[Image courtesy of brainblaze]
One of my favorite recurring themes in election administration (and therefore this blog) is the notion that “there is no small stuff” when it comes to elections. As the field gets more complex and the demands on election administrators get larger, even little issues can create big problems. Here’s a roundup from the weekend’s news (courtesy of electionlineToday) –
For the want of a zero: In Dodge City, KS a missing zero on a Ford County Spanish-language school bond ballot is leading some to worry about invalidating the election. The Emporia Gazette has more:
Questions have arisen after a zero was dropped in the Spanish translation on a bilingual ballot for a Dodge City school district bond issue.
The mail-in ballot, which is due back in the Ford County Clerk’s office June 25, explains that the bond amount isn’t to exceed $85.6 million… The English wording is fine, but in the Spanish translation, the amount is listed as “$85,600,00.”
Ford County is one of four in the state that must provide bilingual ballots.
“The typo in and of itself does not invalidate an election,” said Bryan Caskey, state director of elections in Secretary of State Kris Kobach’s office.
Caskey did not know of a mechanism granting the Secretary of State or any other governmental entity the authority to declare an election invalid while voting is taking place. After election results are certified, the election could be officially contested, he said.
Caskey said Ford County Clerk Sharon Seibel said the ballot was correct when it was sent to the printer. The error occurred at the printer’s, and it wasn’t caught in proofreading, Caskey was told.
Seibel talked to the Ford County attorney’s office and to school district representatives, Caskey said. He said both the school district and the county clerk’s office intend to do “public outreach” so the public knows the correct amount is $85.6 million.
Voter Phyllis Kirmer said her eyes gravitated to the numbers on the ballot that came in her mail last week.
“I think it’s influencing people,” she said of the discrepancy. “I think it needs to be an accurate figure in both paragraphs,” she said.
Expensive vacancy: In Dekalb County, AL the arrest of a local constable is generating good news and bad news. The good news is that the position of constable is largely ceremonial and has been abolished in over half of the state’s counties. The bad news is that a special election may be necessary anyway, according to WAAYTV-31:
DeKalb County officials tell WAAY 31 there is a possibility they might have to spend thousands of dollars on a special election, after Constable Kneeley Pack was arrested and forced to resign his position.
In 2010, DeKalb County passed a Constitutional Amendment, that requires county commissioners to call for the special election within two weeks of a elected office becoming vacant, if there is more than one year left of that person’s term.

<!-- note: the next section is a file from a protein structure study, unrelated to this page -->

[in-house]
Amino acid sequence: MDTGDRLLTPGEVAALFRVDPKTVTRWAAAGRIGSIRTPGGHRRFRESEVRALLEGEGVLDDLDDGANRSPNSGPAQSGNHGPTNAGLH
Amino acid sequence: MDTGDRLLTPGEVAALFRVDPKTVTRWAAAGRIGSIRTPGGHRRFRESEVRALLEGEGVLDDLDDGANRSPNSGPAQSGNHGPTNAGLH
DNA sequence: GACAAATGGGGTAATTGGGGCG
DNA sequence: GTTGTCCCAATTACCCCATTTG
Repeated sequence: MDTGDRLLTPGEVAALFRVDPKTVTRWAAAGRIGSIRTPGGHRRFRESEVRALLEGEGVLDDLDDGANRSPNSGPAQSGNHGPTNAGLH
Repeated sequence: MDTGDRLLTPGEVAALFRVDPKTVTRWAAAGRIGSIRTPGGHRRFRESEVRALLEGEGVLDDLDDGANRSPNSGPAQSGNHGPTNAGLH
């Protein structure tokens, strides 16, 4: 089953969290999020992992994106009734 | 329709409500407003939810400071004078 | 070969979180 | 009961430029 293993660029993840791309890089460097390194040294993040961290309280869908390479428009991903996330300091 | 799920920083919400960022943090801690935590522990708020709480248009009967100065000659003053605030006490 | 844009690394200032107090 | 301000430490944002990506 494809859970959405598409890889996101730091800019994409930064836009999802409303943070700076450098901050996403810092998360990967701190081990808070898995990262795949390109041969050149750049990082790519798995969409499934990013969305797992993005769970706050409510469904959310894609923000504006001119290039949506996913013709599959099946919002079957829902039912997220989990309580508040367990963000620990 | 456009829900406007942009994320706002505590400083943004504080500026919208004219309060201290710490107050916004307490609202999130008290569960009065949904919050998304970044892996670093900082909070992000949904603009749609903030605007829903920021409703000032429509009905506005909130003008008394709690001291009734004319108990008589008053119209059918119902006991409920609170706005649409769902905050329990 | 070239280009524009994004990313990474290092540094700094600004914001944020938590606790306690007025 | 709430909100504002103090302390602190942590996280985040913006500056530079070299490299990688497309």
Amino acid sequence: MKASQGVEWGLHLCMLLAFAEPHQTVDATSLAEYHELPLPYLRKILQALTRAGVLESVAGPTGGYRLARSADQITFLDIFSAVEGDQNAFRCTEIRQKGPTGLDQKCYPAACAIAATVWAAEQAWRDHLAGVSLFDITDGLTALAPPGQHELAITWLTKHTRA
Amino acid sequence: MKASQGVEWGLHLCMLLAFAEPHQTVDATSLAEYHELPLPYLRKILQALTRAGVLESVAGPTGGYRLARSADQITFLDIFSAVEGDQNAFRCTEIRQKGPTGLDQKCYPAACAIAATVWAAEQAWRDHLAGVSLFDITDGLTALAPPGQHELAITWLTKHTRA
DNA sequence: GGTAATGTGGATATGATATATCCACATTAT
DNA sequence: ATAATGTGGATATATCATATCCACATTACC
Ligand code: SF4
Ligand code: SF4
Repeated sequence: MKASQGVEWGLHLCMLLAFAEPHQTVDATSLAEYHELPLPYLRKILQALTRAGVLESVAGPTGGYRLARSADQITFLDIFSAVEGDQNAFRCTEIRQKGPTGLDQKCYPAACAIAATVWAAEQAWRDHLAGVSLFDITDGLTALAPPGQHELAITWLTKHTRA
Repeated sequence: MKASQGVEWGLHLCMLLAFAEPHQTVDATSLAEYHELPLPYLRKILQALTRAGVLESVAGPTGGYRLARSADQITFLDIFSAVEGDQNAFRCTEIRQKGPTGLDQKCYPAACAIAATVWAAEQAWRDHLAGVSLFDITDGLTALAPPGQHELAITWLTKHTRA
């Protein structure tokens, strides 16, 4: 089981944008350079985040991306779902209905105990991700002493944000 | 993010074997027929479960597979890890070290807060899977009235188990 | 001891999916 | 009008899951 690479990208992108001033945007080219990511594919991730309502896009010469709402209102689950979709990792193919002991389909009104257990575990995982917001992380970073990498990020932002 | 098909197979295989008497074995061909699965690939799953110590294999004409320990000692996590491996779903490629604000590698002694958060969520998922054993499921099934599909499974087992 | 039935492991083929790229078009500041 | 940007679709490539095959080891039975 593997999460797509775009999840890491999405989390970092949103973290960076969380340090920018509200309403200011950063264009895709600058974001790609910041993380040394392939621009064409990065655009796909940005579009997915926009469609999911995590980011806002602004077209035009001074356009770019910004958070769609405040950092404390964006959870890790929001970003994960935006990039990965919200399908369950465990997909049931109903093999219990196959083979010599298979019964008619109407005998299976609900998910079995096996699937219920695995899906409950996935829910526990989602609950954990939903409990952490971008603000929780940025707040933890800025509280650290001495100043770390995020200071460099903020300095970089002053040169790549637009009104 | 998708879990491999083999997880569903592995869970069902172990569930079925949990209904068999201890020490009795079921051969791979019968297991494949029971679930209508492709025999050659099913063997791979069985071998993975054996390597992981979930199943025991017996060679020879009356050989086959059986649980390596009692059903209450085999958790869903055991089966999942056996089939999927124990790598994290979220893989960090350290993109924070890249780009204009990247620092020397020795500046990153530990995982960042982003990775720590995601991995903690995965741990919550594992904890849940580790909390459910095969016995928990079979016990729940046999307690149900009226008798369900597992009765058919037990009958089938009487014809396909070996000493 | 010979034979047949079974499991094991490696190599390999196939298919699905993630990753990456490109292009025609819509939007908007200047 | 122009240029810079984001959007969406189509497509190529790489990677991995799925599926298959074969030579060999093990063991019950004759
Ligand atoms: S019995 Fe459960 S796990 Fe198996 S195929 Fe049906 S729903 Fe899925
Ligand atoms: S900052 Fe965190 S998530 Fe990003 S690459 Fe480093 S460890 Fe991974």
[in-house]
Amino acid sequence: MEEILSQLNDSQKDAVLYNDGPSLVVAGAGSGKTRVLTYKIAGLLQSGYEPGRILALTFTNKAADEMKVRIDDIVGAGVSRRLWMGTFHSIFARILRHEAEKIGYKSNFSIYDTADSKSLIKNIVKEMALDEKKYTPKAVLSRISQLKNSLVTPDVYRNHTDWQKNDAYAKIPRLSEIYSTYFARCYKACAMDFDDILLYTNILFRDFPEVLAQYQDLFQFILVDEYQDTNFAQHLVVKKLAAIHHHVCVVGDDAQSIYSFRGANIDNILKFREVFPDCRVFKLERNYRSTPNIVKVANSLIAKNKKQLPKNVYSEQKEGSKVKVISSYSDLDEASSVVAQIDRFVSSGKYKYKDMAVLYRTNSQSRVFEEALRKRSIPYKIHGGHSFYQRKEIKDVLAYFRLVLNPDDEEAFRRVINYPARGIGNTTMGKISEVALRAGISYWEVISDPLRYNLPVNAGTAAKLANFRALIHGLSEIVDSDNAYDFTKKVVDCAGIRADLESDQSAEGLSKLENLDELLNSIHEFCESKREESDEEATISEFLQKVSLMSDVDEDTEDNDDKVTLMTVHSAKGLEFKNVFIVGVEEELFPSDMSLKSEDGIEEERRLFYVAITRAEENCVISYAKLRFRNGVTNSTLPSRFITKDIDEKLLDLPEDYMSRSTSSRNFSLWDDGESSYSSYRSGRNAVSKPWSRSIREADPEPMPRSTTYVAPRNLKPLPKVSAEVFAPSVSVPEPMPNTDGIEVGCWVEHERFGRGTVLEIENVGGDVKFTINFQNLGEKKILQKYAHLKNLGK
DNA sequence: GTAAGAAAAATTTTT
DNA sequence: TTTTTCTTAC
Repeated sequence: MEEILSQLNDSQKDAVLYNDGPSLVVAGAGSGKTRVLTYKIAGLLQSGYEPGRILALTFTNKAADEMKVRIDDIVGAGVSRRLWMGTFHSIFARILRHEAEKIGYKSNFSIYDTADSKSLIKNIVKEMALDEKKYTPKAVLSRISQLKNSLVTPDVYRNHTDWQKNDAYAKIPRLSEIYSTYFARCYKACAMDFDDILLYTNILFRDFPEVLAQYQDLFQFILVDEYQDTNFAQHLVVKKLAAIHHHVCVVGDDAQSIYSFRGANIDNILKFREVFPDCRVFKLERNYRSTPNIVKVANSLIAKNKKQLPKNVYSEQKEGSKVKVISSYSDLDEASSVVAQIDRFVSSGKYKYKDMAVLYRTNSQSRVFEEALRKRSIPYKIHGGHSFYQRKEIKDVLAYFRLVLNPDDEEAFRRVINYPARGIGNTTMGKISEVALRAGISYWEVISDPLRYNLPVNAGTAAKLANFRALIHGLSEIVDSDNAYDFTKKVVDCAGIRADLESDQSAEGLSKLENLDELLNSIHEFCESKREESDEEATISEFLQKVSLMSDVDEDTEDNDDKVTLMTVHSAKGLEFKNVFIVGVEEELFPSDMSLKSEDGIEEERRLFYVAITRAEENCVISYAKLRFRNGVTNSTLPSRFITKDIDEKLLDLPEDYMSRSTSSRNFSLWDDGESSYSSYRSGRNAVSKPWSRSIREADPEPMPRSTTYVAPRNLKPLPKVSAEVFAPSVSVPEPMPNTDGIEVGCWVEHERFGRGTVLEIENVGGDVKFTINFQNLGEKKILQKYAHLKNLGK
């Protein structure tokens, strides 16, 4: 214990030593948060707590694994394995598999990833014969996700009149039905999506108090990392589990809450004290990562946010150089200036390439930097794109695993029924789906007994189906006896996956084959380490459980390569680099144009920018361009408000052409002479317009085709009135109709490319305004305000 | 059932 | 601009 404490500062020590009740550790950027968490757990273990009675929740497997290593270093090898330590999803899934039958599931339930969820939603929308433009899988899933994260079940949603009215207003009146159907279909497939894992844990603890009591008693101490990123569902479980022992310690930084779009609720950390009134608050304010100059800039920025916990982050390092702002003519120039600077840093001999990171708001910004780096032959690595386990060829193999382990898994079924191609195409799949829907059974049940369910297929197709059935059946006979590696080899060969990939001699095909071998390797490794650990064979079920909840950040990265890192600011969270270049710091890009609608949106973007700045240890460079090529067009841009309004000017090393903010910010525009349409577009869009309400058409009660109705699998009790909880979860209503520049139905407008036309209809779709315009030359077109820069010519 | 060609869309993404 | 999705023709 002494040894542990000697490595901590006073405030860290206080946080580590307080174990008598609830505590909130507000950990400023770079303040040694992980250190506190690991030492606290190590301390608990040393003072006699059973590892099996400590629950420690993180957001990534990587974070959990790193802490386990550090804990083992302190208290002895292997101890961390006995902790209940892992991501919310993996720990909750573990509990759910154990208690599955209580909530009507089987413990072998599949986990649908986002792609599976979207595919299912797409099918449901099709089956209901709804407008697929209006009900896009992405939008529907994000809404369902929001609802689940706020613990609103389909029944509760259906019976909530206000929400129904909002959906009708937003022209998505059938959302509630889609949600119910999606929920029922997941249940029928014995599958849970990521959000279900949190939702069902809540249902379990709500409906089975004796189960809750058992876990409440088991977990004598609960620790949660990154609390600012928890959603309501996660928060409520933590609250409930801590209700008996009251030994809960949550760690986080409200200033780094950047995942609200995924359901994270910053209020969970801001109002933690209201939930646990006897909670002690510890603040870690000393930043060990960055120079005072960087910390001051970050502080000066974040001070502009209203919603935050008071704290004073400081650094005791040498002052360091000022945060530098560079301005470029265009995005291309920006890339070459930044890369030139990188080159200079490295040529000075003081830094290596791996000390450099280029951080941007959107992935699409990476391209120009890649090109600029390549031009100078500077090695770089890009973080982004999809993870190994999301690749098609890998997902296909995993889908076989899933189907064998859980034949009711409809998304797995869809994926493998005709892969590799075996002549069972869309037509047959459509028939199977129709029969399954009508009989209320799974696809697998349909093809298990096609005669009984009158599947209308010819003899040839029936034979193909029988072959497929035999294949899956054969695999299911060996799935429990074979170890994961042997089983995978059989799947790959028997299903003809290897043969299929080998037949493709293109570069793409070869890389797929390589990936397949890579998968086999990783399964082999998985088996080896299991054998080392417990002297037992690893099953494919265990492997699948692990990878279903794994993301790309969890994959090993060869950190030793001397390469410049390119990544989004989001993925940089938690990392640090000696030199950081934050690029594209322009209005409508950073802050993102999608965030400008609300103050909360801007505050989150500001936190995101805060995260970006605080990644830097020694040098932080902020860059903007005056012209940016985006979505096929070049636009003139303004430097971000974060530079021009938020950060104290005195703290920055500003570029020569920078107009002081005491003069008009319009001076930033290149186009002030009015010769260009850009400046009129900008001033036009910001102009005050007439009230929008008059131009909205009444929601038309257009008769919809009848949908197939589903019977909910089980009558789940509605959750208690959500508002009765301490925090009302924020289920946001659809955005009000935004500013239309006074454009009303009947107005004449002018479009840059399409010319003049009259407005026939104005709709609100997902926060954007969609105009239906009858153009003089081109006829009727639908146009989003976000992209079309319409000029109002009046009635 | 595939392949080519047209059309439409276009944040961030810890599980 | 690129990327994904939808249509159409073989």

County commissioners say special elections are not cheap, and now are debating if the office of a Constable is even needed.
“It would have to come out of the general fund, and it would be a minimum of probably $30,000,” County Administrator, Matt Sparks, said. “For a position that doesn’t pay anything, and has no function…”
On top of possibly spending thousands to fill a job, many feel is outdated, county leaders also worry few voters would show up at the polls.
“This one, I don’t know, you probably wouldn’t get 500 people to turn out,” Spark said …
Spark tells us he will recommend commissioners do not call for a special election, and may seek legal advise on how to abolish the positions. If that were to happen, he says the remaining three Constables will carry out their term.
Money changes everything:: In Nashville, TN a compromise on funding has cooled a looming battle between the Metro Council and the Davidson County election office. The Tennessean has more:
All 11 Nashville early voting sites are likely to be reinstated and cleared to operate next month after an apparent compromise between the Metro Council and Davidson County Election Commission has eased election officials’ concerns.
A budget spat with the mayor’s office that could have resulted in the elimination of all but one early voting site appears resolved.
Renewed optimism from election commission chairman Ron Buchanan comes after Metro Council Budget and Finance Committee Chairman Bill Pridemore has committed to an additional $283,500 in funding for the election commission as part of a substitute budget to Mayor Karl Dean’s original proposal.
Buchanan initially told The Tennessean late Thursday that this dollar-amount would not be enough to cover all 10 satellite election locations that the commission had cut. It had made those cuts after Dean’s budget proposal came in $868,000 short of their budget request.
However, Buchanan said Friday that when he made his comments he wasn’t aware of another part of the agreement — that the council would consider appropriating additional funding later in the year “upon the demonstration of the need.”
This second piece of the deal has satisfied the Republican head of the election commission.
“There is hope on the horizon,” Buchanan said.
In a move that outraged the mayor’s office, council members and others, the election commission voted 3-2 last week to operate only one early voting site ahead of the August election — the number required by state law — if the Metro Council were to approve the mayor’s recommended budget without changes.
All three of these stories remind us that even things that aren’t there – a zero, a constable or money – can create problems for local election officials. Not listed but also crucial is time; as Election Day approaches, any one or more of these kinds of problems can combine with with the rush to be ready to make little things into big things.
Stay tuned and hang in there … Happy Monday, everyone 🙂